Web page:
Is there such thing as too much of compost?

I inherited a wild compost pile containing, I believe , 40 years of leaves, dry wood and grass. I already excavated about 15 cu yards of compost out of there. I probably have left about the same amount if not more, but it is mostly either hard to reach or contains too much of additions - sand from the road, ashes of unknown origin or mix of compost and fresh pine needles. Also the pile occupies the steep side of the ravine and if I take it all it will be even more steep. Instead, I made terraces with the leftovers and was planning to plant some hostas and other shade loving plants there… I wish I thought about it first, before I spent time on that work. 1-2’ from the edge of compost pile there are wild blackberries growing. I would expect them in compost, but they are not there. There are also no tree roots from three big pines and maple growing around, and in my experience large trees grow their roots into compost piles with pleasure. Some annual weeds (Chickweed, pigweed) growing on top though and don’t look twisted or distressed. Plants in my beds where I added first 15 cu yards do not show herbicide damage (at least not yet). So I do not think it is herbicide issue. But it should be a reason why blackberries avoid such reach location.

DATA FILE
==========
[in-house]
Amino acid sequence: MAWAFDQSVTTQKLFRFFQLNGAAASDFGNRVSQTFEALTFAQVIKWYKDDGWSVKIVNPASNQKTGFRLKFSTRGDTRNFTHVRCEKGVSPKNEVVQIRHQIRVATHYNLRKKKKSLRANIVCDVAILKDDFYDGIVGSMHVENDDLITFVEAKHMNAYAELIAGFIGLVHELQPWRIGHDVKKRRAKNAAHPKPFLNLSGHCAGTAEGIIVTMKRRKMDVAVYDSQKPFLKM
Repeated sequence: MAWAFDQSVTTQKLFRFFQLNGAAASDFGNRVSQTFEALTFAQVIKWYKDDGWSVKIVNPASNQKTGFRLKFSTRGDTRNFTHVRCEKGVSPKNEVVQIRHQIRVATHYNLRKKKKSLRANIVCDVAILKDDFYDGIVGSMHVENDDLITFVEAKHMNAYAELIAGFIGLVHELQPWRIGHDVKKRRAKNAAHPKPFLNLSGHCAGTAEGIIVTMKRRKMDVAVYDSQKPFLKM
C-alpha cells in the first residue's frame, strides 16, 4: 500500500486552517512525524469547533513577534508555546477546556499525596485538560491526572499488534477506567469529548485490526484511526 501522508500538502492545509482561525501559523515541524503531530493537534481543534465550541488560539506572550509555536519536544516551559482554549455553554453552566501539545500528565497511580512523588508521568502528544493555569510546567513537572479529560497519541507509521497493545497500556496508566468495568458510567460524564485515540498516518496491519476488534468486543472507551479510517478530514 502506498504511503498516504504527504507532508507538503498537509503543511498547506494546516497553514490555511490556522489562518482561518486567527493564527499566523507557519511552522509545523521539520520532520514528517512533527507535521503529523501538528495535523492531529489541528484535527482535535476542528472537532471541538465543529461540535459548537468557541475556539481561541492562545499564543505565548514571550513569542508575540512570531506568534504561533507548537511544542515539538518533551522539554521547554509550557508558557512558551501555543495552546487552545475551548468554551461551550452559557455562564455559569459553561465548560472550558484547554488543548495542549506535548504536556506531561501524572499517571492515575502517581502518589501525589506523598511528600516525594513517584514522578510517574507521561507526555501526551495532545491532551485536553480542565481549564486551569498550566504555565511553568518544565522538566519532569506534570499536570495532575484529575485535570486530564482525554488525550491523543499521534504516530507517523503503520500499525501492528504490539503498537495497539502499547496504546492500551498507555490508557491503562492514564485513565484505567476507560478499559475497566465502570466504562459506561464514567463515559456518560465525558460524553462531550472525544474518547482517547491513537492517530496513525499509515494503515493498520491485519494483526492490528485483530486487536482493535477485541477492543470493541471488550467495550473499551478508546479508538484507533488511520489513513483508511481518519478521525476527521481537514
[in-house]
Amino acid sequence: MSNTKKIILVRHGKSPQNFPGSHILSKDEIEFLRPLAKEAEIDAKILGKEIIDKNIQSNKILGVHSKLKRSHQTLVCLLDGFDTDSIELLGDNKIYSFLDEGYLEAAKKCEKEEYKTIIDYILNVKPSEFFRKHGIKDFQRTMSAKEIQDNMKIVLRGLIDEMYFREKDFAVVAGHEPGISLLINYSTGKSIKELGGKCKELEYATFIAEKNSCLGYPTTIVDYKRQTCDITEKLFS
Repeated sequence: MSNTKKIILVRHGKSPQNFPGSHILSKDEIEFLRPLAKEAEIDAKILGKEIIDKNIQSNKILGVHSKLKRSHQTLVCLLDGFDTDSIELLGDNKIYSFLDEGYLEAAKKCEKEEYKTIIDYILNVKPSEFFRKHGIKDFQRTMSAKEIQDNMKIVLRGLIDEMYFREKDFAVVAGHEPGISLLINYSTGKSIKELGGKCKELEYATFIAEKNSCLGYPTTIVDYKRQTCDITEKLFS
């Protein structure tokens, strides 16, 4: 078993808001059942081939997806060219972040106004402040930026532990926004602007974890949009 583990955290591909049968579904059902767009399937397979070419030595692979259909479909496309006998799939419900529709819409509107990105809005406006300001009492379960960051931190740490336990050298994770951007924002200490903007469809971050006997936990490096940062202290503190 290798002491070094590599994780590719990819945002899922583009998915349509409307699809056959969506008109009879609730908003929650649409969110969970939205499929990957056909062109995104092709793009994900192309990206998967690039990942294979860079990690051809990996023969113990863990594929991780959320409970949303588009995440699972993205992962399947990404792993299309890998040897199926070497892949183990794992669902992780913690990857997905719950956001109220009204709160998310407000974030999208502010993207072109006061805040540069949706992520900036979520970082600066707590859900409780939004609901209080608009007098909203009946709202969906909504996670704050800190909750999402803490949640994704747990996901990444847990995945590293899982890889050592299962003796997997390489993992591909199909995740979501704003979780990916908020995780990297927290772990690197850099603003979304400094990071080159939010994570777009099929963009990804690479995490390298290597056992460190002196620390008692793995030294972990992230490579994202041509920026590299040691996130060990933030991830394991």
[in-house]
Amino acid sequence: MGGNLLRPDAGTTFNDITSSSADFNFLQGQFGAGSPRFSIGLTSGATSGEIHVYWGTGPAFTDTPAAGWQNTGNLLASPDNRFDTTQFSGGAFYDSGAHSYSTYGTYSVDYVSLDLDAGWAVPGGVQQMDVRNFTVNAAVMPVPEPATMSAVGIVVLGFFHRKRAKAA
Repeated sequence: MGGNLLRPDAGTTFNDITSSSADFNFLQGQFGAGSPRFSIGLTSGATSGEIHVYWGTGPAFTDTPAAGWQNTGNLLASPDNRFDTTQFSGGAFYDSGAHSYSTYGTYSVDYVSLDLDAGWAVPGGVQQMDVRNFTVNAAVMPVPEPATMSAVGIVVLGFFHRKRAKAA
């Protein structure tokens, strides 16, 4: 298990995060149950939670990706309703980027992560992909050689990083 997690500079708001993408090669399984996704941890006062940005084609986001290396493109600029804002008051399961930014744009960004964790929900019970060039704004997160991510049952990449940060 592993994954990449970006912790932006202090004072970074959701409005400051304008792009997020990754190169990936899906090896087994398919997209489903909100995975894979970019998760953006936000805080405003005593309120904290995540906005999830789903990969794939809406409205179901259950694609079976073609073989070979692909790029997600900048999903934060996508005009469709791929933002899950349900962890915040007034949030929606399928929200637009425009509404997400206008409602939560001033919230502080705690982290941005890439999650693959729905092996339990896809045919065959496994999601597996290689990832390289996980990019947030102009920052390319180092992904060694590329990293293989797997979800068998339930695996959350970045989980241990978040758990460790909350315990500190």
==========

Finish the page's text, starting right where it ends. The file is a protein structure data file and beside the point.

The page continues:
Any ideas?

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NO! My 38 by 20 by 1 foot compost pile is on my roof top.

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Looks like there is such thing as too much compost. Too Much Compost - Is It Poisoning Your Garden? - Garden Myths

I will send my compost to a soil testing company to see PH and phosphorous: nitrogen ratio as well as salts. In a worst case I will have to dig wholes in the pile and fill them with top soil before I plant my hostas. I actually planted two pieces of hosta that I cut from large healthy bushes today and planted them into strait compost. I think by the fall I should see if it works or not.